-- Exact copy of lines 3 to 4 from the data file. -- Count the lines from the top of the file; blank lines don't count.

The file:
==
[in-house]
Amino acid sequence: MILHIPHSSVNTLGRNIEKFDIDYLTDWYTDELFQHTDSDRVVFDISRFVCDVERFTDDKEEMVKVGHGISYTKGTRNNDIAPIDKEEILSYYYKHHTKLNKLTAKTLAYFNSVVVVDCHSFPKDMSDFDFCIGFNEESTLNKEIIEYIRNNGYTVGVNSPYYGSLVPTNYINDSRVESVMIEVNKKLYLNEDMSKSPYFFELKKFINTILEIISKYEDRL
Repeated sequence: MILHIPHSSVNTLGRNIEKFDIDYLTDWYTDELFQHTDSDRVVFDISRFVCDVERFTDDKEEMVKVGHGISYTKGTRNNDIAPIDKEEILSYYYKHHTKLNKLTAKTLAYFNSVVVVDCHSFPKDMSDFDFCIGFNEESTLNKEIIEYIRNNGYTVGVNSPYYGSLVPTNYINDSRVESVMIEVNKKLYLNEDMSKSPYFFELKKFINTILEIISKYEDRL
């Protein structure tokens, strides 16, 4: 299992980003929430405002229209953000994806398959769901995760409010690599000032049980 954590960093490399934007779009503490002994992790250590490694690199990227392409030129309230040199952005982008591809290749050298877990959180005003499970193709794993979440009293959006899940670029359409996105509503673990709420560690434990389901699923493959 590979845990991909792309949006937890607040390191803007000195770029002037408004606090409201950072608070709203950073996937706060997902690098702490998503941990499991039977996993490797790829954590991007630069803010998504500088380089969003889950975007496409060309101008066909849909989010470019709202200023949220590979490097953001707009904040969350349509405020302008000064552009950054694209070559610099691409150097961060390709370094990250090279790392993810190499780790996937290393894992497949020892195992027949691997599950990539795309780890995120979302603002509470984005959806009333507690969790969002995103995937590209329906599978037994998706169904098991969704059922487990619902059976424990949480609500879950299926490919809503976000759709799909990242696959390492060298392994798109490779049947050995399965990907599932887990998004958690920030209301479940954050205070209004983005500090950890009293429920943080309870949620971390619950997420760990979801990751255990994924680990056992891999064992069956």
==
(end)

Repeated sequence: MILHIPHSSVNTLGRNIEKFDIDYLTDWYTDELFQHTDSDRVVFDISRFVCDVERFTDDKEEMVKVGHGISYTKGTRNNDIAPIDKEEILSYYYKHHTKLNKLTAKTLAYFNSVVVVDCHSFPKDMSDFDFCIGFNEESTLNKEIIEYIRNNGYTVGVNSPYYGSLVPTNYINDSRVESVMIEVNKKLYLNEDMSKSPYFFELKKFINTILEIISKYEDRL
């Protein structure tokens, strides 16, 4: 299992980003929430405002229209953000994806398959769901995760409010690599000032049980 954590960093490399934007779009503490002994992790250590490694690199990227392409030129309230040199952005982008591809290749050298877990959180005003499970193709794993979440009293959006899940670029359409996105509503673990709420560690434990389901699923493959 590979845990991909792309949006937890607040390191803007000195770029002037408004606090409201950072608070709203950073996937706060997902690098702490998503941990499991039977996993490797790829954590991007630069803010998504500088380089969003889950975007496409060309101008066909849909989010470019709202200023949220590979490097953001707009904040969350349509405020302008000064552009950054694209070559610099691409150097961060390709370094990250090279790392993810190499780790996937290393894992497949020892195992027949691997599950990539795309780890995120979302603002509470984005959806009333507690969790969002995103995937590209329906599978037994998706169904098991969704059922487990619902059976424990949480609500879950299926490919809503976000759709799909990242696959390492060298392994798109490779049947050995399965990907599932887990998004958690920030209301479940954050205070209004983005500090950890009293429920943080309870949620971390619950997420760990979801990751255990994924680990056992891999064992069956």